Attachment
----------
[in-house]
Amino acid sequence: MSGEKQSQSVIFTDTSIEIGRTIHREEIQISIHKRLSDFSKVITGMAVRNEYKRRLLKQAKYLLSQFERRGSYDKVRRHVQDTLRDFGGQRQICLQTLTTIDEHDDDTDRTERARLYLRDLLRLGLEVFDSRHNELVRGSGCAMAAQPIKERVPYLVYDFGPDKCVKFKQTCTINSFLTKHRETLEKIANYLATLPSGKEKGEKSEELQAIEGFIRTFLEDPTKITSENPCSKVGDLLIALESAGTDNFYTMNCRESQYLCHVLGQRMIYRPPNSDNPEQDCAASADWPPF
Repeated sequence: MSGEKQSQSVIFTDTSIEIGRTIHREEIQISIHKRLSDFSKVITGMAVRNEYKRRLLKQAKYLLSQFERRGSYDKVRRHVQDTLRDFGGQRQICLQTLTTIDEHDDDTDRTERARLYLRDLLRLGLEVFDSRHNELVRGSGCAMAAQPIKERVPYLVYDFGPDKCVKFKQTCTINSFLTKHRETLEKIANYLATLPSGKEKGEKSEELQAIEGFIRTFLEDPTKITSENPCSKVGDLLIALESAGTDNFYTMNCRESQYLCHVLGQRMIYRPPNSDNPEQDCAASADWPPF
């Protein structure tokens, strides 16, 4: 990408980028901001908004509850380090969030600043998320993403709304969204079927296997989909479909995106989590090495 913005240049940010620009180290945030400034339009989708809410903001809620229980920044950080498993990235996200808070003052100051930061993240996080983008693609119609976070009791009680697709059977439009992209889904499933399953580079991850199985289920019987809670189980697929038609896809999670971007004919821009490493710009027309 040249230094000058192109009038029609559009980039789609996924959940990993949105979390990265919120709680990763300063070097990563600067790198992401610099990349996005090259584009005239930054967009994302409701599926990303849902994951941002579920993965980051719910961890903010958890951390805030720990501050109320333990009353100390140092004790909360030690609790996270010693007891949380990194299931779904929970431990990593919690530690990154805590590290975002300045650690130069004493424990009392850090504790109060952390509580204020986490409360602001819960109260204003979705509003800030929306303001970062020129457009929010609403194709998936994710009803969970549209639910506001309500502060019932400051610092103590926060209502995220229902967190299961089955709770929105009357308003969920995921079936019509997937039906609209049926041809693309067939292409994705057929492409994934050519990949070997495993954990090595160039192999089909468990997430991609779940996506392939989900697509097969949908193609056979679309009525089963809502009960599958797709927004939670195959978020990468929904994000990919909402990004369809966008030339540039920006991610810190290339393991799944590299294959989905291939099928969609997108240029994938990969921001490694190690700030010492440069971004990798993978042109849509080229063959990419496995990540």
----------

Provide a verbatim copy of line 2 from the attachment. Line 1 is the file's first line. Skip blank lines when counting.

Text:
Amino acid sequence: MSGEKQSQSVIFTDTSIEIGRTIHREEIQISIHKRLSDFSKVITGMAVRNEYKRRLLKQAKYLLSQFERRGSYDKVRRHVQDTLRDFGGQRQICLQTLTTIDEHDDDTDRTERARLYLRDLLRLGLEVFDSRHNELVRGSGCAMAAQPIKERVPYLVYDFGPDKCVKFKQTCTINSFLTKHRETLEKIANYLATLPSGKEKGEKSEELQAIEGFIRTFLEDPTKITSENPCSKVGDLLIALESAGTDNFYTMNCRESQYLCHVLGQRMIYRPPNSDNPEQDCAASADWPPF